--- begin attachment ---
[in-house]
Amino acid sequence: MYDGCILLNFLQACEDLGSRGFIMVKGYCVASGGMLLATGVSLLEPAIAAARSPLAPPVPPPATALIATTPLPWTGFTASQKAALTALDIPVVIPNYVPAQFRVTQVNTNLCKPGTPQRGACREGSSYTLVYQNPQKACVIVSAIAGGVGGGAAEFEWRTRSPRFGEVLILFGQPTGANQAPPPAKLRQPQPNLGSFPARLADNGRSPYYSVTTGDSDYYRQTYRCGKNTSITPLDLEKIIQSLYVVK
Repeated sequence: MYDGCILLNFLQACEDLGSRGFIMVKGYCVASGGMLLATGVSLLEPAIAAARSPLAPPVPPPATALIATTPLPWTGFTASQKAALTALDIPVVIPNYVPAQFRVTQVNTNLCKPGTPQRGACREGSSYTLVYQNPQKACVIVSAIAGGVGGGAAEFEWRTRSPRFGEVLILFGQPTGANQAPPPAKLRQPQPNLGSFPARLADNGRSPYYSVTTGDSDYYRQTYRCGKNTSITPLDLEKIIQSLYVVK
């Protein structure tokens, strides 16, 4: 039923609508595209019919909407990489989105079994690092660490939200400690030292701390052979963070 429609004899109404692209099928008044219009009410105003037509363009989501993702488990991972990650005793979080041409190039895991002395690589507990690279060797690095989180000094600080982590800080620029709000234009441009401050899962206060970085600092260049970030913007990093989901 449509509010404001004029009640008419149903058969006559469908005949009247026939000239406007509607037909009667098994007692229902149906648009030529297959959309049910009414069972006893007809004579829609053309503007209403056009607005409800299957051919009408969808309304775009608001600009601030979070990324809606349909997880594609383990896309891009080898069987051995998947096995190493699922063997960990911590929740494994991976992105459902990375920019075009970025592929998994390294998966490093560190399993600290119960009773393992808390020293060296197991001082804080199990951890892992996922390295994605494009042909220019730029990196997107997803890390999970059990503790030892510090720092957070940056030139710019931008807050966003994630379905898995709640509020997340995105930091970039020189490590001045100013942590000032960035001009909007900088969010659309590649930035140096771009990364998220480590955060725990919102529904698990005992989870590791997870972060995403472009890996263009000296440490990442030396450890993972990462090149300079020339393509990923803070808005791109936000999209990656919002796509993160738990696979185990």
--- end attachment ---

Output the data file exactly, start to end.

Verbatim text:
[in-house]
Amino acid sequence: MYDGCILLNFLQACEDLGSRGFIMVKGYCVASGGMLLATGVSLLEPAIAAARSPLAPPVPPPATALIATTPLPWTGFTASQKAALTALDIPVVIPNYVPAQFRVTQVNTNLCKPGTPQRGACREGSSYTLVYQNPQKACVIVSAIAGGVGGGAAEFEWRTRSPRFGEVLILFGQPTGANQAPPPAKLRQPQPNLGSFPARLADNGRSPYYSVTTGDSDYYRQTYRCGKNTSITPLDLEKIIQSLYVVK
Repeated sequence: MYDGCILLNFLQACEDLGSRGFIMVKGYCVASGGMLLATGVSLLEPAIAAARSPLAPPVPPPATALIATTPLPWTGFTASQKAALTALDIPVVIPNYVPAQFRVTQVNTNLCKPGTPQRGACREGSSYTLVYQNPQKACVIVSAIAGGVGGGAAEFEWRTRSPRFGEVLILFGQPTGANQAPPPAKLRQPQPNLGSFPARLADNGRSPYYSVTTGDSDYYRQTYRCGKNTSITPLDLEKIIQSLYVVK
């Protein structure tokens, strides 16, 4: 039923609508595209019919909407990489989105079994690092660490939200400690030292701390052979963070 429609004899109404692209099928008044219009009410105003037509363009989501993702488990991972990650005793979080041409190039895991002395690589507990690279060797690095989180000094600080982590800080620029709000234009441009401050899962206060970085600092260049970030913007990093989901 449509509010404001004029009640008419149903058969006559469908005949009247026939000239406007509607037909009667098994007692229902149906648009030529297959959309049910009414069972006893007809004579829609053309503007209403056009607005409800299957051919009408969808309304775009608001600009601030979070990324809606349909997880594609383990896309891009080898069987051995998947096995190493699922063997960990911590929740494994991976992105459902990375920019075009970025592929998994390294998966490093560190399993600290119960009773393992808390020293060296197991001082804080199990951890892992996922390295994605494009042909220019730029990196997107997803890390999970059990503790030892510090720092957070940056030139710019931008807050966003994630379905898995709640509020997340995105930091970039020189490590001045100013942590000032960035001009909007900088969010659309590649930035140096771009990364998220480590955060725990919102529904698990005992989870590791997870972060995403472009890996263009000296440490990442030396450890993972990462090149300079020339393509990923803070808005791109936000999209990656919002796509993160738990696979185990």